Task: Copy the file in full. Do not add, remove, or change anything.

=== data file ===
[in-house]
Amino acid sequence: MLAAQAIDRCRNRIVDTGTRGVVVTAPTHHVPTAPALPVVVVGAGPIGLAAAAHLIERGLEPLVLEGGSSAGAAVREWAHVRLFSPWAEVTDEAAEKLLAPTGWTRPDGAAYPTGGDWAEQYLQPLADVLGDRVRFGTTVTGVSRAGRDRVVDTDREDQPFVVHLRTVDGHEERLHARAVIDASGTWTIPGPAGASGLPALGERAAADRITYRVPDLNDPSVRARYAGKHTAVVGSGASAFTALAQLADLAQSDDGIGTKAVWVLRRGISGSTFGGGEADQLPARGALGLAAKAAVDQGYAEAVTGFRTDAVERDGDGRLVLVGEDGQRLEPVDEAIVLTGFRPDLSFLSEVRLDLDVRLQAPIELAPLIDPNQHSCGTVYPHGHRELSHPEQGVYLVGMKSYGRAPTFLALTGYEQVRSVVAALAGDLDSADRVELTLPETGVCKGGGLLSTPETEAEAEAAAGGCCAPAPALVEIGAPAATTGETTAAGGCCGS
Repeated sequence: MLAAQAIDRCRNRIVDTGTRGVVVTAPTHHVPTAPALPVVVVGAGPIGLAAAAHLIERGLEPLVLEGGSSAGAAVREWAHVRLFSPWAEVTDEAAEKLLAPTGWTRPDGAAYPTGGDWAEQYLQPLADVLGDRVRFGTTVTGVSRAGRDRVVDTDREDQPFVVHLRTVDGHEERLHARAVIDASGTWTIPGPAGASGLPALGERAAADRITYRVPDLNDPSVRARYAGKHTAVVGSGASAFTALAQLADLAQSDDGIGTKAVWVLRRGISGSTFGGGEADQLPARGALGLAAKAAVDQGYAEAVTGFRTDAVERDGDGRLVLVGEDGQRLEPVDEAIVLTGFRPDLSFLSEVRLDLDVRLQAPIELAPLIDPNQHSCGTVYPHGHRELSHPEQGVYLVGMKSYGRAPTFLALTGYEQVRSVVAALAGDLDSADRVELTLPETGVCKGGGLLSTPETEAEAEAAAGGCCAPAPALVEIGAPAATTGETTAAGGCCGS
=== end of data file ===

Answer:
[in-house]
Amino acid sequence: MLAAQAIDRCRNRIVDTGTRGVVVTAPTHHVPTAPALPVVVVGAGPIGLAAAAHLIERGLEPLVLEGGSSAGAAVREWAHVRLFSPWAEVTDEAAEKLLAPTGWTRPDGAAYPTGGDWAEQYLQPLADVLGDRVRFGTTVTGVSRAGRDRVVDTDREDQPFVVHLRTVDGHEERLHARAVIDASGTWTIPGPAGASGLPALGERAAADRITYRVPDLNDPSVRARYAGKHTAVVGSGASAFTALAQLADLAQSDDGIGTKAVWVLRRGISGSTFGGGEADQLPARGALGLAAKAAVDQGYAEAVTGFRTDAVERDGDGRLVLVGEDGQRLEPVDEAIVLTGFRPDLSFLSEVRLDLDVRLQAPIELAPLIDPNQHSCGTVYPHGHRELSHPEQGVYLVGMKSYGRAPTFLALTGYEQVRSVVAALAGDLDSADRVELTLPETGVCKGGGLLSTPETEAEAEAAAGGCCAPAPALVEIGAPAATTGETTAAGGCCGS
Repeated sequence: MLAAQAIDRCRNRIVDTGTRGVVVTAPTHHVPTAPALPVVVVGAGPIGLAAAAHLIERGLEPLVLEGGSSAGAAVREWAHVRLFSPWAEVTDEAAEKLLAPTGWTRPDGAAYPTGGDWAEQYLQPLADVLGDRVRFGTTVTGVSRAGRDRVVDTDREDQPFVVHLRTVDGHEERLHARAVIDASGTWTIPGPAGASGLPALGERAAADRITYRVPDLNDPSVRARYAGKHTAVVGSGASAFTALAQLADLAQSDDGIGTKAVWVLRRGISGSTFGGGEADQLPARGALGLAAKAAVDQGYAEAVTGFRTDAVERDGDGRLVLVGEDGQRLEPVDEAIVLTGFRPDLSFLSEVRLDLDVRLQAPIELAPLIDPNQHSCGTVYPHGHRELSHPEQGVYLVGMKSYGRAPTFLALTGYEQVRSVVAALAGDLDSADRVELTLPETGVCKGGGLLSTPETEAEAEAAAGGCCAPAPALVEIGAPAATTGETTAAGGCCGS